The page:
Non aviation content. Play nice – No religion, no politics and no axe grinding please.
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By Rob P
#1660903
Trent772 wrote:Halfords are fine


Indeed, looking for a sub-£500 Hardtail ATB a couple of years back, Halford's house-brand Voodoo Bizango 29" topped most of the reviews for the category. Now with a couple of years on it mostly off-road through Thetford Forest, it was a good call.

Rob P
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By PeteSpencer
#1660904
Flyin'Dutch' wrote:On a different note, if it is to cycle with your grandchildren you are better off with a new light bike for yourself rather than an electric one; non-electric bikers can not keep up with those on an electric bike*

*lycralovers excluded.


That's exactly why I want one: see my first post in this thread.

Are you saying there is no speed control over an electric bike, Halfords or otherwise?

Is it all or nothing, flat out or stopped?

That would seem odd to me.

Peter
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By Flyin'Dutch'
#1660907
Hi Pete,

You do have speed control but the effort between a normal bike and an electric one is such that the electric one sans effort will do 15-20 kph whereas for a normal bike those are speeds which require a big effort.

Don't know the age of the tiddler but when Mrs FD went on an electric bike and myself on a normal bike we found the difference to be too great to go biking together despite me being fairly fit on the bike and having a decent normal bike.

Pretty sure you would find the same - best thing to do is borrow one.
By Mike Tango
#1660917
PeteSpencer wrote:
That's exactly why I want one: see my first post in this thread.

Are you saying there is no speed control over an electric bike, Halfords or otherwise?

Is it all or nothing, flat out or stopped?

That would seem odd to me.

Peter



With an electric bike you control the speed you want to go at in the traditional way with pedal speed and selected gear. The electric motor just assists such that you don’t need the same amount of effort to do so.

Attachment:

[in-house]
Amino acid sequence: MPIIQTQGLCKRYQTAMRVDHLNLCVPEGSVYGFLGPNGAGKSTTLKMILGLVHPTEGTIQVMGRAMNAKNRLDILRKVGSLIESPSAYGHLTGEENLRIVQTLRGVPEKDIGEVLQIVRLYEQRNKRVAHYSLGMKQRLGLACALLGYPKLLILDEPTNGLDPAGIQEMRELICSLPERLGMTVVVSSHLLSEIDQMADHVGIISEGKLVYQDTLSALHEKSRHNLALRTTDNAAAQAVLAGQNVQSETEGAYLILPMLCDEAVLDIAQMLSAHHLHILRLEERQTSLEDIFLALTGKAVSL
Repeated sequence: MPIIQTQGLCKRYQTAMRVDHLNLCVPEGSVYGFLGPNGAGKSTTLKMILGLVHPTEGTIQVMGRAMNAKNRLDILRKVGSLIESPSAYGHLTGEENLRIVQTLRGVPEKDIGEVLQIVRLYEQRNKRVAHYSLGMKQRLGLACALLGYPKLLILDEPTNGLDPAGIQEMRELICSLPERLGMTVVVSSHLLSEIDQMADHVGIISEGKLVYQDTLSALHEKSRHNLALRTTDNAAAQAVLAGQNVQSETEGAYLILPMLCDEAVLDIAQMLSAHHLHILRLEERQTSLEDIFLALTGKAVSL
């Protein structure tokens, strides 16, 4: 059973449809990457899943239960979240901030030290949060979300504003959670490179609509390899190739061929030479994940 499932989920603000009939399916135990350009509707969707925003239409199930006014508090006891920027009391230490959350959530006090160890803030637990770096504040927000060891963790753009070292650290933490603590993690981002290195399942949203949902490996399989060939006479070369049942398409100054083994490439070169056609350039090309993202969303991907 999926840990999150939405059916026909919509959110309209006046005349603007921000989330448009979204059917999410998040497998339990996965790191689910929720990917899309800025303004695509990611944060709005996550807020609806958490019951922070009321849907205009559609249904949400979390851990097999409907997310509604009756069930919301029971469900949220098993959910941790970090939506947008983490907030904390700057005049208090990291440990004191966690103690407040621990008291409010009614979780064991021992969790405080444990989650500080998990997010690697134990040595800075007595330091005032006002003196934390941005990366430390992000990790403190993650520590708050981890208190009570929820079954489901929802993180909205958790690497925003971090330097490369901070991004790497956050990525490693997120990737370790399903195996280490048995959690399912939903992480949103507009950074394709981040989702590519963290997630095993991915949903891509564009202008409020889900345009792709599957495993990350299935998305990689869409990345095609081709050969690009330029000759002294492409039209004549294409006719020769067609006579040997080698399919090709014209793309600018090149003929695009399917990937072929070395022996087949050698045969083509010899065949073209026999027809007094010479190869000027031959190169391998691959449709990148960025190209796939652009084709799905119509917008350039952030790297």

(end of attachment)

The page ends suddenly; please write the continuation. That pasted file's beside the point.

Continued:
In effect if you’re cycling into a headwind or climbing a steep hill, you can adjust the assistance such that both require no more effort than if you were cycling on the flat in calm conditions.

Then, unless you hack the system, the electric assistance will cut out at circa 25kph iirc, which is a legal requirement. Speeds above that you’re on your own!
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By PeteSpencer
#1660918
Just seen a Velosolex on eBay but I guess it wouls be banned from parks and recreation grounds and would need registering with DVLA, insuring etc.

So back to electric bikes.

Trip to Halfords coming on I guess.

Peter
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By Flyin'Dutch'
#1660941
Mike Tango wrote:Then, unless you hack the system, the electric assistance will cut out at circa 25kph iirc, which is a legal requirement. Speeds above that you’re on your own!


Correct - assistance and only op to 25 kph, deemed bike.

Over that they are 'pedelec' they can go up to 45kph, require registration, helmet, insurance and are not allowed on cycleways.
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By flybymike
#1660979
My Brompton is an electric conversion from a bog standard non electric bike, consisting of electric motor in the front wheel hub and a separate “throttle” on the right handlebar. It can be ridden entirely electrically without any pedal assistance, or entirely normally without any motor assistance.
#1661075
The english equivalent to the Solex, was the "Powa-Pak" which took the place of a saddlebag and drove the rear-wheel via a friction-roller.(heavy -duty bike-tyres were available for these! )

Far better, were the ones inside the rear wheel. The Cyclemaster was completely self-contained and the fuel-tank held only a couple of pints.....not a huge problem when it did about 200 MPG :) Though one had to take a can to the petrol-station and buy a half-gallon, mix in the oil (2 stroke) then decant into the tank as needed.

Much more up-market was the BSA Winged-Wheel which was somewhat sleeker and had a remote oblong tank where a carrier would normally be fitted. It's major advantage was the tank being big-enough to take the legal minimum dispense at a petrol-station.

There were many others available, early post-war and the "Corgi" folding paratrooper's machine was a fairly common sight (98cc Villiers power? )-non-availability of tyres killed them off.
Auxiliary cycle-motors,-
No MOT and free road-tax on these machines, now. Insurance will be peanuts. Most are conversions of standard bicycles, though Phillips did a heavy-duty one beefy tyres and wheels and a big mattress-saddle with large chrome underslung springs on each back corner. the crossbar kinked down at the back, allowing a lower saddle-position. still the same cruddy rim-brakes though!

great fun on a sunny day, but too energetic round here. (they were about 25cc )
By IMCR
#1662206
I would suggest having a look at the Bfang kits.

The advanatge is you can choose a bike you like, and fit the motor or have your local bike shop fit it for you.

The Bfang are free of the speed restrictions of all sold as bikes and also have a throttle control if you wish to feel very lazy. (There is no speed restriction off road). They also have the power to go up anything you could ride up, without pedaling at all if you wish.

I fitted mine to two Montague Paratroopers because I wanted a reall good quality folding bike, and had purchased these previousy. It is an awesome result and well worth taking that direction. 40 mile journeys across hilly terrain become an easy reality but you can still excercise as hard as you wish.